E200 cross processing questions

Discussion in 'Color: Film, Paper, and Chemistry' started by B&Wpositive, Feb 5, 2009.

  1. B&Wpositive

    B&Wpositive Member

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    I am thinking of trying cross processing, with some E200 film, but not sure what to expect. The film itself has lost a stop or 2 of its DMax, and has a magenta cast and high grain when processed normally, perhaps due to some sort of imporoper storage.

    1. If the film has a magenta cast in E6 chemistry, what will happen in C-41?

    2. Does low-contrast, slightly-fogged E6 film come out darker or lighter than normal when crossed?

    3. If the film's contrast in the shadows is low due to the damage, how will this translate when crossed?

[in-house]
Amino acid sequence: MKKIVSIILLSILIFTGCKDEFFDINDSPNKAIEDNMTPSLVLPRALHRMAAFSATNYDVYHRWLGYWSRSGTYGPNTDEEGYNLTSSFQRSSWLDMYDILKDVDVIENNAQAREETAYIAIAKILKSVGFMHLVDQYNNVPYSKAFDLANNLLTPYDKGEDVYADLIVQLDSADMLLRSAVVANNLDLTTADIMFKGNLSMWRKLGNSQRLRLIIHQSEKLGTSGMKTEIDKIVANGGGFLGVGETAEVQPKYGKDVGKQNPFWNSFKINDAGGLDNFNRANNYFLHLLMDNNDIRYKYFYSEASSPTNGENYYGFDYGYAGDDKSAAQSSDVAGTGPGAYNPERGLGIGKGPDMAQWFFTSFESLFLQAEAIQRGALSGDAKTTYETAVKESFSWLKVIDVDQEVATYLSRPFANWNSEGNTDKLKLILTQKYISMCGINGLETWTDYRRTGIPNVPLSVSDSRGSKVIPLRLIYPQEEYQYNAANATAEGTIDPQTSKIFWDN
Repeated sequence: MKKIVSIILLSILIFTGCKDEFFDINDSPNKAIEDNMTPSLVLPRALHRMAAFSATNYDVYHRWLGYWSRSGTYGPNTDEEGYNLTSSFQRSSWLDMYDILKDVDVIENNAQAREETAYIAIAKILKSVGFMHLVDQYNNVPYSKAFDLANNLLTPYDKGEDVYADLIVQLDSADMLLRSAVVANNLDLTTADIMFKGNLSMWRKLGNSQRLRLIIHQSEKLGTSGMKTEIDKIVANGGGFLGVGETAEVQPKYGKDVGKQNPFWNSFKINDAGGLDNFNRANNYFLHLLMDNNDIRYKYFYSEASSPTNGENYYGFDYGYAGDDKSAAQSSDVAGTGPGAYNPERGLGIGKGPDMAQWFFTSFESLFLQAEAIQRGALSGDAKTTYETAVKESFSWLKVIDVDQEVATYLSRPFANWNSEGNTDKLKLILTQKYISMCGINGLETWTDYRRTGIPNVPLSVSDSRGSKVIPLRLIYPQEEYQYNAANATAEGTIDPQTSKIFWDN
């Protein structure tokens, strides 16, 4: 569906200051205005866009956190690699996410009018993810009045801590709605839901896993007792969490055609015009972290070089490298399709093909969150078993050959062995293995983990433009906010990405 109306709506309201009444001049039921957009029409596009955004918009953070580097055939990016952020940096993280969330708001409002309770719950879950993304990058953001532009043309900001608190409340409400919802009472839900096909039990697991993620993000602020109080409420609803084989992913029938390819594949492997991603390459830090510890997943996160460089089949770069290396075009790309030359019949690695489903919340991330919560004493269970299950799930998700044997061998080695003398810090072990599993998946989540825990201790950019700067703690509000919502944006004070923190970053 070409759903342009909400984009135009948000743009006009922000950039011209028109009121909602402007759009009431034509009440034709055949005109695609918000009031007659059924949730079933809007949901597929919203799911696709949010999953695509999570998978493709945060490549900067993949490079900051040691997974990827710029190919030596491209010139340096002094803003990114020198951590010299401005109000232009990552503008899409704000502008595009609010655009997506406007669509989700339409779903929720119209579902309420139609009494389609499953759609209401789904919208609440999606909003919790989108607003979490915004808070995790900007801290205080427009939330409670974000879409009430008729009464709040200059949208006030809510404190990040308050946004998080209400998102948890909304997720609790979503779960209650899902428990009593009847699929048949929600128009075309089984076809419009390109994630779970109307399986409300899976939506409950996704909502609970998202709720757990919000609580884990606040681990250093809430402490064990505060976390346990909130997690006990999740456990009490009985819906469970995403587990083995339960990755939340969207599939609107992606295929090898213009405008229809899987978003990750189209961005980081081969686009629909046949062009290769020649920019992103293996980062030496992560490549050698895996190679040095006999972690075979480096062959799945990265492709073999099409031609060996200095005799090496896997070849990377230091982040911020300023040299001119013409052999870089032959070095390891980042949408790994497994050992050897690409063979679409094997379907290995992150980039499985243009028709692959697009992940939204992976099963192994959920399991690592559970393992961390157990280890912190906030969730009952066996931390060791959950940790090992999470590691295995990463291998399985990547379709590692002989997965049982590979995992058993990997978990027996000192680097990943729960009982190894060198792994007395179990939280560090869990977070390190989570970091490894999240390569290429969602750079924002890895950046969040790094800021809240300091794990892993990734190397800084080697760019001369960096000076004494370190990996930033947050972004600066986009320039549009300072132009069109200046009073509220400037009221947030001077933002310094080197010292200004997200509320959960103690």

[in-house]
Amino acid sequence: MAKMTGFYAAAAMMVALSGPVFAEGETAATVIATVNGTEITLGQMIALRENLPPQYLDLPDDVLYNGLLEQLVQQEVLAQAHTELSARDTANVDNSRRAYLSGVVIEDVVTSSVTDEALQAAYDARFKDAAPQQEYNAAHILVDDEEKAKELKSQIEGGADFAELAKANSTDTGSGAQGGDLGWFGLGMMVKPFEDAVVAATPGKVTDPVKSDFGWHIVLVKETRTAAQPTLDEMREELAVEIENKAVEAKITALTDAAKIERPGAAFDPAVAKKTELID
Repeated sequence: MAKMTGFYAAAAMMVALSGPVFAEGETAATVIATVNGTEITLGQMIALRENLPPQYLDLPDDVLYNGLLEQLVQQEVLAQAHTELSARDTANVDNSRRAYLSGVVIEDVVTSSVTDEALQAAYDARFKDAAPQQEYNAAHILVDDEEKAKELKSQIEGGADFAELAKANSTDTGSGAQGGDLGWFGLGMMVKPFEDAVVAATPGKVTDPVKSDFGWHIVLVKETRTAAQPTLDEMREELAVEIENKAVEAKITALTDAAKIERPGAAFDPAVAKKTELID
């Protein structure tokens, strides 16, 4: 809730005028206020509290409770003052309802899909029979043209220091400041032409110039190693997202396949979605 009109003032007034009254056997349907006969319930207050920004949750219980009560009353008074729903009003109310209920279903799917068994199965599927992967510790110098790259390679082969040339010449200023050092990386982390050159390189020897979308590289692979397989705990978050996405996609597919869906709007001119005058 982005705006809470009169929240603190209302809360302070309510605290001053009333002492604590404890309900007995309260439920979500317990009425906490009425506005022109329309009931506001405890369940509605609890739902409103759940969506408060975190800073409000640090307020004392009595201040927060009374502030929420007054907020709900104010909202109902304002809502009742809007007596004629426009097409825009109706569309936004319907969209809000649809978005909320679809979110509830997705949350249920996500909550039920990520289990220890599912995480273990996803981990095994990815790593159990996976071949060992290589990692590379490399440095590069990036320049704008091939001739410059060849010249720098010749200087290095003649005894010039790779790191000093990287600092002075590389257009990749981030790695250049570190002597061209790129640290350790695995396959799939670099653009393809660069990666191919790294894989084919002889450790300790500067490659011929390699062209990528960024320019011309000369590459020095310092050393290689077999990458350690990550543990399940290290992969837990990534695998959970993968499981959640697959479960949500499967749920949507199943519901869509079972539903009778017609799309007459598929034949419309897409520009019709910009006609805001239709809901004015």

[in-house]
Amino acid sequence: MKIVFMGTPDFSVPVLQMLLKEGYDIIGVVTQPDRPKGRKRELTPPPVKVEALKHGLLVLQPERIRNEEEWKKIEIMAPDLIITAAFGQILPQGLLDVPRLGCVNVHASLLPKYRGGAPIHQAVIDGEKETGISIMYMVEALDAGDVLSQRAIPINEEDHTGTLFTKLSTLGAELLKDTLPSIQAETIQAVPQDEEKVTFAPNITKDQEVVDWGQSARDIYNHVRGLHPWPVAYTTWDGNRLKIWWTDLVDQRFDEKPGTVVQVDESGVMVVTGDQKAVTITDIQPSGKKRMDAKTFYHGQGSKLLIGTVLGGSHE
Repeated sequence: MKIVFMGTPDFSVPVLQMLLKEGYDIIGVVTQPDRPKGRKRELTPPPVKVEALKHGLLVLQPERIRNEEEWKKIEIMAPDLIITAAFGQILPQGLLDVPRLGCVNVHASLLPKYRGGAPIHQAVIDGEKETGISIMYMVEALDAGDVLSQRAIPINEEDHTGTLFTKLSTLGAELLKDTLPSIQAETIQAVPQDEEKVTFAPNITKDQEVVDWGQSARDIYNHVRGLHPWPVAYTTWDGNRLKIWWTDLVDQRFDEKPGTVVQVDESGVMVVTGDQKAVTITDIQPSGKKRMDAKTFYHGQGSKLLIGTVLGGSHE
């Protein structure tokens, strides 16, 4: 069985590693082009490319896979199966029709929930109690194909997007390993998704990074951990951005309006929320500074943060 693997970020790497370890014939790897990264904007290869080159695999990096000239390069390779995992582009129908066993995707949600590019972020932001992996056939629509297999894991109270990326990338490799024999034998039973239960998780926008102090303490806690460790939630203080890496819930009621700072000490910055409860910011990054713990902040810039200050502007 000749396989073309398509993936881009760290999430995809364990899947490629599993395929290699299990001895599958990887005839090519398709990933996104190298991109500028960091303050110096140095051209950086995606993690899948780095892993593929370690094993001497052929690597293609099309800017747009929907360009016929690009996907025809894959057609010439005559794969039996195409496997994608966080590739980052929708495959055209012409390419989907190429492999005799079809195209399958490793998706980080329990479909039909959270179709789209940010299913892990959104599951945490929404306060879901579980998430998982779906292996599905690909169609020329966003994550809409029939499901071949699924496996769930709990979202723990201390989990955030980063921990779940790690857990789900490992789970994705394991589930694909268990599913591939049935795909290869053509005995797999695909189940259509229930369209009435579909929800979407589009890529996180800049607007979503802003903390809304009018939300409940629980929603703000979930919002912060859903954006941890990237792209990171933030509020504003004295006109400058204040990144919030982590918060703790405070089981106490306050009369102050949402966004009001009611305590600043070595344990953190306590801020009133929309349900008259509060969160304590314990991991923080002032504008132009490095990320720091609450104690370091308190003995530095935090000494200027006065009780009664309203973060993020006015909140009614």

Thanks for the advice.
     
  2. jd callow

    jd callow Moderator Staff Member Moderator

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    You need to test it. If you have few rolls of this film and it is assumed to all be in a similar state it can be very worthwhile. 1) Often the cast will come through on the 'neg' and the lose of dmax will often require more exposure. The film will probably not produce easily colour balanced images.

    To test the film thry this:
    Shoot a scene that has limited tonal range, under daylight conditions (an interior with light from a window or an overcast day) @ ei range of 25 through to 200 in 1/2 or whole stop increments, do the same in a daylight scene which runs the gamut (deep shadows through to bright highlights) and develop in c41 normal.

    I've had outdated slide film that has lost dmax make great crossprocessed negs. If the colour cast is so strong as to make a print difficult to impossible you can try adding a colour correction filter to the camera when exposing the film.
     
  3. OP
    OP
    B&Wpositive

    B&Wpositive Member

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    Thanks.
    So if the film has a magenta cast in E6, would that likely remain magenta in C-41, or would it be likely to go green, the complement of magenta, in C-41?